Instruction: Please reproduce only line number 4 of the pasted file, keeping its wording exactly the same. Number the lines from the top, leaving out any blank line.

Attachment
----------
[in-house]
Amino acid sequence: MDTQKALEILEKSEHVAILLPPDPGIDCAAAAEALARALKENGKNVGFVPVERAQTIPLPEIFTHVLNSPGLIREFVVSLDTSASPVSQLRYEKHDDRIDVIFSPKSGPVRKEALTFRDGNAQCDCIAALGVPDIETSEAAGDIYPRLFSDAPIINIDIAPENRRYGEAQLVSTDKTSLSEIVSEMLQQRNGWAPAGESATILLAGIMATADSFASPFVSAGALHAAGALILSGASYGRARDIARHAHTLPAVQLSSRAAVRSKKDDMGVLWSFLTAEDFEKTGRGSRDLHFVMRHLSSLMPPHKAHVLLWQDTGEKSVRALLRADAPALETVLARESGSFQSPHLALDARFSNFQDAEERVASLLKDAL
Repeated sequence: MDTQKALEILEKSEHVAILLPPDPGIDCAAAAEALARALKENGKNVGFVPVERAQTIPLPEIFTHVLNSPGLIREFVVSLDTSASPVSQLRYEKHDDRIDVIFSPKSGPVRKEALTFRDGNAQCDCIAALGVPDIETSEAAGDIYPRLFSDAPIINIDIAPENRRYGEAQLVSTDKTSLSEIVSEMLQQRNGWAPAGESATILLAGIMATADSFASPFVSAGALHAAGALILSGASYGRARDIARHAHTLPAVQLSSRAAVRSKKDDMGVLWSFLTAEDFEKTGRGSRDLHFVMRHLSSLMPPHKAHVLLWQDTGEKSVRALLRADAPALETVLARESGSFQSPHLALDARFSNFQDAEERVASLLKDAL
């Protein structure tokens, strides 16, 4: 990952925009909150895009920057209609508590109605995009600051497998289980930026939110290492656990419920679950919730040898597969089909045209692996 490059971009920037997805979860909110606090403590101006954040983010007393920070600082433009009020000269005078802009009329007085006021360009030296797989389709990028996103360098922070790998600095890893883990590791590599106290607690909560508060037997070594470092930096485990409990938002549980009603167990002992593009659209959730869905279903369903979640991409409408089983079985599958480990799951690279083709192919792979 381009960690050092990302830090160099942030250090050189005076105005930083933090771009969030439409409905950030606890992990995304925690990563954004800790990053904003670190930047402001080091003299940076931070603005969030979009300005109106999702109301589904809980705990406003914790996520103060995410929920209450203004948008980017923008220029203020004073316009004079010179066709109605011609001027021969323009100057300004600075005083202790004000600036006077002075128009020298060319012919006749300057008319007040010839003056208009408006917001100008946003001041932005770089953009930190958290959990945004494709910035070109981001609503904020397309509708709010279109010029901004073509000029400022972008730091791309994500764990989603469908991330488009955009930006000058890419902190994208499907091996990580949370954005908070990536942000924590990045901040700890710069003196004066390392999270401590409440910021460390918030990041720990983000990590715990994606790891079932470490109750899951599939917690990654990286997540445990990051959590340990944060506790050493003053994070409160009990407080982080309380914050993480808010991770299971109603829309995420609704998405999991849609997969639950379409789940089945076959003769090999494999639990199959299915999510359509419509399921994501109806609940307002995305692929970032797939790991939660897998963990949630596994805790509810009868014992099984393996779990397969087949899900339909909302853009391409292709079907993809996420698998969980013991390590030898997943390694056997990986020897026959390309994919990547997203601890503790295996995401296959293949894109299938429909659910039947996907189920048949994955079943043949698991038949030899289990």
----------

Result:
């Protein structure tokens, strides 16, 4: 990952925009909150895009920057209609508590109605995009600051497998289980930026939110290492656990419920679950919730040898597969089909045209692996 490059971009920037997805979860909110606090403590101006954040983010007393920070600082433009009020000269005078802009009329007085006021360009030296797989389709990028996103360098922070790998600095890893883990590791590599106290607690909560508060037997070594470092930096485990409990938002549980009603167990002992593009659209959730869905279903369903979640991409409408089983079985599958480990799951690279083709192919792979 381009960690050092990302830090160099942030250090050189005076105005930083933090771009969030439409409905950030606890992990995304925690990563954004800790990053904003670190930047402001080091003299940076931070603005969030979009300005109106999702109301589904809980705990406003914790996520103060995410929920209450203004948008980017923008220029203020004073316009004079010179066709109605011609001027021969323009100057300004600075005083202790004000600036006077002075128009020298060319012919006749300057008319007040010839003056208009408006917001100008946003001041932005770089953009930190958290959990945004494709910035070109981001609503904020397309509708709010279109010029901004073509000029400022972008730091791309994500764990989603469908991330488009955009930006000058890419902190994208499907091996990580949370954005908070990536942000924590990045901040700890710069003196004066390392999270401590409440910021460390918030990041720990983000990590715990994606790891079932470490109750899951599939917690990654990286997540445990990051959590340990944060506790050493003053994070409160009990407080982080309380914050993480808010991770299971109603829309995420609704998405999991849609997969639950379409789940089945076959003769090999494999639990199959299915999510359509419509399921994501109806609940307002995305692929970032797939790991939660897998963990949630596994805790509810009868014992099984393996779990397969087949899900339909909302853009391409292709079907993809996420698998969980013991390590030898997943390694056997990986020897026959390309994919990547997203601890503790295996995401296959293949894109299938429909659910039947996907189920048949994955079943043949698991038949030899289990």